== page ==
We’re well into the month of May, which means television shows are wrapping things up with season ending episodes. I watched one finale just last night for a show that’s a favorite of mine.
It did not leave me a happy viewer.
I may have ranted about the episode a bit once it was over. Possibly again this evening. Why? Because the episode ended with an out-of-the-blue unfulfilling cliffhanger.
We’ve talked before on the blog, as we did in the McDaniel classes, about the contract the writer makes with the reader (viewer) at the beginning of a story (show). In a romance, there is the expectation that the hero and heroine will reach a happily ever after; in a mystery, the criminal will be uncovered; in a drama, the bad guys will be vanquished and our protagonists will live to fight another day. In the case of my show, there was the expectation that the hero and heroine, who had been doing the relationship dance for six seasons (the last two of which they were engaged), would finally tie the knot and end the “will they get together arc” and move onto the “they’re married – now what?” arc.
Sadly, that did not happen.
In the episode, our hero and heroine ran into one clichéd impediment after another as their wedding day quickly approached: the groomsman’s tux didn’t fit; there was an accident at the wedding venue so there was a scramble for a last minute location; and the bride’s dress was ruined thanks to a broken water pipe. The main impediment that had me sighing and rolling my eyes, however, was that the bride turned out to already be married, thanks to a forgotten college episode in Vegas years before, which required her to track down her “forgotten husband” and get him to sign the divorce papers before the current wedding could proceed. Trouble, of course, ensued.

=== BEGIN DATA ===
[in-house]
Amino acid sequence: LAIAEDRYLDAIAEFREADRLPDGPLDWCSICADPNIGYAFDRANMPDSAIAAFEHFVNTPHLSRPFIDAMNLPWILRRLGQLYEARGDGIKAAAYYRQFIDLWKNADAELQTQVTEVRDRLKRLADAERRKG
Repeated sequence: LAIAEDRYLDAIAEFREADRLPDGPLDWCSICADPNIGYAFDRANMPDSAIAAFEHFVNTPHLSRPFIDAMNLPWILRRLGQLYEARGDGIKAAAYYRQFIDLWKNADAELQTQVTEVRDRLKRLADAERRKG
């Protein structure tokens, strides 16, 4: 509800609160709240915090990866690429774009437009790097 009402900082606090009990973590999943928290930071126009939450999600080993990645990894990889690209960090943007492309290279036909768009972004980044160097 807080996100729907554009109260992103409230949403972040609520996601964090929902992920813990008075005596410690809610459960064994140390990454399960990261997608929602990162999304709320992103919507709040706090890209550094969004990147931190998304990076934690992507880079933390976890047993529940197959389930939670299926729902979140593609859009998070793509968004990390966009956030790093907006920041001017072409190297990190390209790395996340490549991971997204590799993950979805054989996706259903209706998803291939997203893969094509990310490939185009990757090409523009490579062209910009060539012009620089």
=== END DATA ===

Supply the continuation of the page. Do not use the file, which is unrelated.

When our heroine got frustrated during the course of the episode, our hero reassured her that “it’s all part of the fairy tale” and that they were just working for their happy ending. I was willing to accept that, but it meant that I definitely expected a happy ending. With less than ten minutes to go in the episode, when the previous marriage issue had been resolved, a new venue arranged, tuxes obtained that fit, and the bride was in a replacement wedding gown, things were looking good. The happy ending was within reach. Instead, in the final scene, what we got was an out-of-the-blue act of violence and a dead-or-alive cliffhanger moment.
When doing a little web-research on this topic today, I came across this comment on ArghInk from one of the Who Sunday “Bad Wolf/The Parting of the Ways” discussions:
“Davies does what Joss Whedon always did, he ENDS the season; he doesn’t shill out his narrative with a tacky cliffhanger because he knows if he delivers at the climax, his audience will be back.”
I understand that there is an overarching arc for series television that goes beyond a season or a single episode, and obviously the writers want to make sure viewers tune in for the next season, but there has to be a better way to do so than relying on a cliffhanger. For now, I think I’ll just pretend this episode never happened.
So, how do you feel about cliffhangers? Do they work for you or do they leave you cranky too?